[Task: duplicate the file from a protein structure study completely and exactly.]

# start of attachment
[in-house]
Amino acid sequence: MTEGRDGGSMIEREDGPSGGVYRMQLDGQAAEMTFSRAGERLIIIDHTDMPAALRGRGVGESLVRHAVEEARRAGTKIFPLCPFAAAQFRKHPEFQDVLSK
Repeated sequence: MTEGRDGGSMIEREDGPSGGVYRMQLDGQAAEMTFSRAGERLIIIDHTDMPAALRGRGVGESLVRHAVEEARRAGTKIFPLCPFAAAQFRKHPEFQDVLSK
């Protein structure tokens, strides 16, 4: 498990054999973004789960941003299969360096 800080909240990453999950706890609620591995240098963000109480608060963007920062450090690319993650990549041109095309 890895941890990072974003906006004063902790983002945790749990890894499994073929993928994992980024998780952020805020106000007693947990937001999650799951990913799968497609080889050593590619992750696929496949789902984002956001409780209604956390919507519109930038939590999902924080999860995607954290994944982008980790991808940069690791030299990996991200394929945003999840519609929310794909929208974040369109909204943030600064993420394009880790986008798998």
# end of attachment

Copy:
[in-house]
Amino acid sequence: MTEGRDGGSMIEREDGPSGGVYRMQLDGQAAEMTFSRAGERLIIIDHTDMPAALRGRGVGESLVRHAVEEARRAGTKIFPLCPFAAAQFRKHPEFQDVLSK
Repeated sequence: MTEGRDGGSMIEREDGPSGGVYRMQLDGQAAEMTFSRAGERLIIIDHTDMPAALRGRGVGESLVRHAVEEARRAGTKIFPLCPFAAAQFRKHPEFQDVLSK
């Protein structure tokens, strides 16, 4: 498990054999973004789960941003299969360096 800080909240990453999950706890609620591995240098963000109480608060963007920062450090690319993650990549041109095309 890895941890990072974003906006004063902790983002945790749990890894499994073929993928994992980024998780952020805020106000007693947990937001999650799951990913799968497609080889050593590619992750696929496949789902984002956001409780209604956390919507519109930038939590999902924080999860995607954290994944982008980790991808940069690791030299990996991200394929945003999840519609929310794909929208974040369109909204943030600064993420394009880790986008798998």